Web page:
If you are on a budget you have probably noticed that the amount of food you can buy with your budgeted dollars is shrinking. Each month you’re getting just slightly less food than you did the prior month. Twelve months of slightly less food adds up to a sizeable reduction in how far your food budget goes each year. This has been going on for many years now and most of us are feeling the pinch most acutely. And by us I don’t just mean people trying to get processed food out of their families lives. I mean everyone.
Maybe though those who are trying to move away from processed food are having an even tougher time of it. Lets face it, real actual high quality food can be expensive. Not to say that there aren’t many ways to make real food more affordable. Most of us still have room for improvement in the area of reducing costs simply by eliminating expensive processed foods. But what if you’ve eliminated expensive industrial foods and still need to reduce your food budget?
Many are faced with a difficult choice: Do I sacrifice quantity of food or quality? Do I skip lunch each day since the options I can afford are poor quality? Or should I eat the best poor choice I can afford? Or maybe a third choice of good quality filling foods that are not remotely nutrient dense? What kind of yardstick can people use to make these choices?
My plan is to talk thru these questions and hopefully come up with some decent, simple rules we can use to help reduce the day to day confusion. I believe that the key to managing successfully lies in a personalized plan for each of us that takes each our families unique needs into account. First though, before we dive into the detail of building our plan, I want to exhaust one last potential way of reducing your food bill without painful sacrifices in quality or quantity. That way is seeking groceries online.
What!?!?! The shipping cost alone kills that idea!
I don’t think so … but, yes this used to be very true. But with new services like Amazon Prime Pantry available to Amazon Prime members plus regular Amazon Prime free 2-day shipping, and many more food sellers offering free shipping for orders over a certain dollar amount we start to get into the land of possible real savings even though we are shipping food.
We’ve been buying a smallish percentage of our food online thru US Wellness Meats, Tropical Traditions and of course Amazon for a couple of years. Since I started the inventory of food available has grown exponentially. Used to be it was hard to find anything organic or unusual and if you did it was virtually guaranteed to be way overpriced. I find that is no longer the case. Many companies are making a powerful push to enter or expand their share of the grocery market online. This means they are ramping up inventories and taking a close look at pricing to ensure they are competitive.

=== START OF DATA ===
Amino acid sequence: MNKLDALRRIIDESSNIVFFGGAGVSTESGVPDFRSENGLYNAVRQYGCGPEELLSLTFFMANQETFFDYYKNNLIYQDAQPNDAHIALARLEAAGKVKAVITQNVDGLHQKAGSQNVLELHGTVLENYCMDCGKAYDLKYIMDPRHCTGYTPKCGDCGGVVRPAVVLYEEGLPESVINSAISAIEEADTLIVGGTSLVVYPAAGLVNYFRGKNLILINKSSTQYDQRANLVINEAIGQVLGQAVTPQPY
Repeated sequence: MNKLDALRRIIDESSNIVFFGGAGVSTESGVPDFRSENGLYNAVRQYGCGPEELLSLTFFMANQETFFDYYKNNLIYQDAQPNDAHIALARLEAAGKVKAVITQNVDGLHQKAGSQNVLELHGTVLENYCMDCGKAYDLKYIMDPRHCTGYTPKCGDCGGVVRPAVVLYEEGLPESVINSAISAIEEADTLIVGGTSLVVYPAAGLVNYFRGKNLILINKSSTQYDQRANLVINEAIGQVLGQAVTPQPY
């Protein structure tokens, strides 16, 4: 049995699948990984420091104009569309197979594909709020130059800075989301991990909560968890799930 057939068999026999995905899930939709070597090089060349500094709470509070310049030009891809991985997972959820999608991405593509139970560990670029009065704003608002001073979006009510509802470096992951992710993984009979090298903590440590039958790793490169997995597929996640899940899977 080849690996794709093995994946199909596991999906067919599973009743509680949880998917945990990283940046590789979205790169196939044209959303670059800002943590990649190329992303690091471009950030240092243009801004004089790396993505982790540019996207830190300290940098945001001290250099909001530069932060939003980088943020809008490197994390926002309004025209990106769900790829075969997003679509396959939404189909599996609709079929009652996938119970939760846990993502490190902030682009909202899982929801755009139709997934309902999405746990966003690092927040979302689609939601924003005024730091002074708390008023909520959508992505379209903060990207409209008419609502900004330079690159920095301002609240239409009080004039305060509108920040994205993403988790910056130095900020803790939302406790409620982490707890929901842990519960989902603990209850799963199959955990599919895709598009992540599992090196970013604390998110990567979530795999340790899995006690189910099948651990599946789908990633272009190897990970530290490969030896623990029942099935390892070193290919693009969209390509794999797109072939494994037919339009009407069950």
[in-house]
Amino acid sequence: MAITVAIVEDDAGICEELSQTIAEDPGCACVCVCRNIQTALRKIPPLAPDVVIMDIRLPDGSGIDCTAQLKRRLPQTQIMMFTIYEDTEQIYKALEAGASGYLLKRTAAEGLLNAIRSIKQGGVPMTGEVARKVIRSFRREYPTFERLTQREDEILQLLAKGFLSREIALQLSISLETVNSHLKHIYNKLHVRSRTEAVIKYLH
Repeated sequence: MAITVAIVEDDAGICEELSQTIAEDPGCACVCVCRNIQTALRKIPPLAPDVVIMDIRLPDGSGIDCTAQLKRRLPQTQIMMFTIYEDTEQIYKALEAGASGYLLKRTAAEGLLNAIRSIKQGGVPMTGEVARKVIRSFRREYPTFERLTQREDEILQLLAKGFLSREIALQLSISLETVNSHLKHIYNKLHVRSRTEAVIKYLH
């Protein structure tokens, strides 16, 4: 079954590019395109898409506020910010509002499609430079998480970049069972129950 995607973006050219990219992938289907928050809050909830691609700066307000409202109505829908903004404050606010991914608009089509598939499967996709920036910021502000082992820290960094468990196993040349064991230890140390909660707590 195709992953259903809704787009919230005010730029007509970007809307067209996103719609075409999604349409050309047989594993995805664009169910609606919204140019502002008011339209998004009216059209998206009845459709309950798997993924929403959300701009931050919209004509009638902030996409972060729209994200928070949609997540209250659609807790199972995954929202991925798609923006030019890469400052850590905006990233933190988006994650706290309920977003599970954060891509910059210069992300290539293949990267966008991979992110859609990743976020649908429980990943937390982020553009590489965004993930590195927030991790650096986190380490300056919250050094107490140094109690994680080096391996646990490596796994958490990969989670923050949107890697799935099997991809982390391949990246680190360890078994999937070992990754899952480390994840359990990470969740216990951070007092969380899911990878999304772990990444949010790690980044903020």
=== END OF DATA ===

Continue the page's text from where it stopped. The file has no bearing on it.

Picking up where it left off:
So what does this mean for you and your tight food budget? Well, you now have one more option for finding affordable food. An option with nationwide and not just local competition. One that ships directly to your door. If making time for cooking and shopping is really hard for you this can be a huge help. Lots of real food options are simply unavailable locally in vast sections of the US as I brought up in my post on Walmart. And yes, Walmart is getting deeper and deeper into selling groceries online too.
Granny is Giving It an All-Out Trial Run
I live some distance from stores that sell a lot of real food. I have a Walmart nearby and just one supermarket. To find more varied grocery options I have to go to Austin to Whole Foods, Sprouts and Natural Grocers and lastly Costco. Used to be I’d stop by while running errands in town but with the boys grown I find I’m just not near these stores very often anymore so I’m going out of my way often in heavy traffic to get to them. Lately I’ve been upping the amount of food we order online just a bit and so far I’m impressed with the results! I’m not sure that I’ve saved alot without some further analysis, which I plan to share the results of in upcoming posts. But I am completely sure I’ve saved alot in gas and general wear and tear on both myself and my car :-).
I’m going to convert all of the things I would have bought in Austin to online orders instead, with the exception of Kalona dairy like cream and butter and the things we buy locally either at our farm or the farmers market. I’ll be posting updates from time to time to my email list. I’ll share a post here on Granny’s Vital Vittles when I feel I’ve worked out how viable the plan is and if it is possible to actually save money this way. I know I’ll enjoy working this out and I hope you’ll enjoy sharing what I find out! The plan is to share quite a bit of detail about what we are actually buying which could be enlightening all by itself. I’ll include price comparisons with local supermarkets too as I am able.
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Photo by Bill Branson, National Cancer Institute